@Diavata: direct sales sites (like POD) are a different cup of tea. The content also might be different from microstock content : microstock for generic concepts, and POD for more artsy work like landscapes, renders, and things that are beautiful by themselves - not selling a product or service. It's better to separate that kind of content.
Of course, marketing is important but as an individual, you won't have a large budget for that. You can count on viral marketing (free) by your SEO (search engine optimization). No foul SEO tricks needed for that: a well-written focused site will enter the search engines within hours.
You should also add Google Analytics to whatever personal site you have. It's simple: just some code in the head and at the end of the body. This will allow you to track exits and keywords by which your site was found.
This is very important. A couple of years ago I found that my site was found for a large part by "asian", "model", "teen". Obviously by picture tourists that had other interests (you can guess which) than buying. After rewriting the content drastically, I get much higher quality visits now.
@Digikmer: well we all have been in the same boat I guess. I had HTML-only galleries too before 2004 on free sites, and they were powered by Arles from Digital Dutch (a pretty good flat HTML gallery generator for that time). That was before php and mySql and jQuery. As a client or desktop programmer/designer in the 90-ies, I had to recycle myself.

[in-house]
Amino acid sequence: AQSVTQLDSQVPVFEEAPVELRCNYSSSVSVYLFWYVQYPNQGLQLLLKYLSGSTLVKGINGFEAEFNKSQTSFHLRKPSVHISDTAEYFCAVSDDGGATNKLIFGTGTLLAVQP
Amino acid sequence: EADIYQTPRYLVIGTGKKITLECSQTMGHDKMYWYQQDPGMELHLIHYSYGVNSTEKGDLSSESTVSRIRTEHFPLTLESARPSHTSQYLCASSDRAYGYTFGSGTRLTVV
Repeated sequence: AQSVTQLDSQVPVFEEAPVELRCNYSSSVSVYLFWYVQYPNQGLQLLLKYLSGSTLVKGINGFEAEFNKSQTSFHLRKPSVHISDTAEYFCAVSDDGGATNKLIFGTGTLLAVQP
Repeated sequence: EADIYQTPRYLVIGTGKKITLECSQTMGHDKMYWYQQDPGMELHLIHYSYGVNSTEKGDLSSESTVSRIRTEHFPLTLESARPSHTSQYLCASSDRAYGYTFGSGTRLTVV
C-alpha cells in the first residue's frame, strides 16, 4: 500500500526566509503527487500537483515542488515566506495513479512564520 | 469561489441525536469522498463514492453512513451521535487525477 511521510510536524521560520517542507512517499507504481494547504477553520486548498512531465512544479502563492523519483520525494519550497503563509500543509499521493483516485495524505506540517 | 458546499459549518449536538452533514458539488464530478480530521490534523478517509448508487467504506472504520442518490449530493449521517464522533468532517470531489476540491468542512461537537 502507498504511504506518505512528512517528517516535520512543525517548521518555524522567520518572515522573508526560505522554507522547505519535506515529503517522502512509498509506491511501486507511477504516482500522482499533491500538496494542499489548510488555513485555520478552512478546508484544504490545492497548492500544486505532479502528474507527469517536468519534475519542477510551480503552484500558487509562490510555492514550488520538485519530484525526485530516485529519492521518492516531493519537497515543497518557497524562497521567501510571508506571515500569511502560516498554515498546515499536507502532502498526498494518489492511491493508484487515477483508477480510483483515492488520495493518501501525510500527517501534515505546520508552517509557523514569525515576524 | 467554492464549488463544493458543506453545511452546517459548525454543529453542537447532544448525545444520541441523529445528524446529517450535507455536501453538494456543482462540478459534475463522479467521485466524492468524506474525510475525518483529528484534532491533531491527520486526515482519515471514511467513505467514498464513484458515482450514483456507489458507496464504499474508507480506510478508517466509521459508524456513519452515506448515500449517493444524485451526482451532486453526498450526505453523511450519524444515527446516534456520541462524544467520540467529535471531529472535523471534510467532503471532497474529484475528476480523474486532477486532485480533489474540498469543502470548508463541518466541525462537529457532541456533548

No need for that level of technicality if you just want a working and good-looking SEO-friendly site. There are many good CMS-es around that will do the SEO work for you. Joomla became SEO-friendly only half a year ago with 1.6. Wordpress is very easy to handle as a non-programmer and its SEO is fantastic.
If your site is mostly pictures-based, you can use one of their many gallery plugins, but the best is still to write simple articles illustrated with your photos and a clear link to your DT portfolio. Search Engine bots love frequently changing content and a well-kept blog (weekly or bi-weekly) gets a boost in the rankings.
Finally stay away from "free" sites and "domain included" sites. If things turn sour and you found a better deal, your "free" domain name will stay theirs and there go all your external links. Separate hosting (I use iPage at the moment) and domain registration (I always used namecheap.com, the best imho).
You really need your own domain as a way of self-branding, a point that Ellen Boughn always stresses. A site like myname.multiply.com will always stay linked to multiply, a long time after you left. Your own domain is forever and please prepay it for several years so domain sharks won't steal it when you forgot to pay once. I've learned my lesson ;-)
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